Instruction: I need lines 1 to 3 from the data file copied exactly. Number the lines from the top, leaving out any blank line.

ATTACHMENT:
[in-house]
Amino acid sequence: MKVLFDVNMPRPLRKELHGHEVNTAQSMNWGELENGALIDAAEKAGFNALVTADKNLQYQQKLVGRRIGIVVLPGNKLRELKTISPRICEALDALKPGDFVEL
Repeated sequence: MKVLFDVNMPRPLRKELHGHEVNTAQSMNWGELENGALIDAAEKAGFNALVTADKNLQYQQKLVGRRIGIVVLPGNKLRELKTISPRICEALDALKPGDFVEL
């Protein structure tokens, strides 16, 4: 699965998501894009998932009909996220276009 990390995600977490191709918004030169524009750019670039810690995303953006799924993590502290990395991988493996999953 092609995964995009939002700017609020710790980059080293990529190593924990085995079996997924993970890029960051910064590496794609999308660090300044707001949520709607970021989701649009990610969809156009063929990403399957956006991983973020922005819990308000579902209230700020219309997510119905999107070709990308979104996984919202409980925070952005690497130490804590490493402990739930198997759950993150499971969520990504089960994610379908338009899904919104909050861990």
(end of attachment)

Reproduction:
[in-house]
Amino acid sequence: MKVLFDVNMPRPLRKELHGHEVNTAQSMNWGELENGALIDAAEKAGFNALVTADKNLQYQQKLVGRRIGIVVLPGNKLRELKTISPRICEALDALKPGDFVEL
Repeated sequence: MKVLFDVNMPRPLRKELHGHEVNTAQSMNWGELENGALIDAAEKAGFNALVTADKNLQYQQKLVGRRIGIVVLPGNKLRELKTISPRICEALDALKPGDFVEL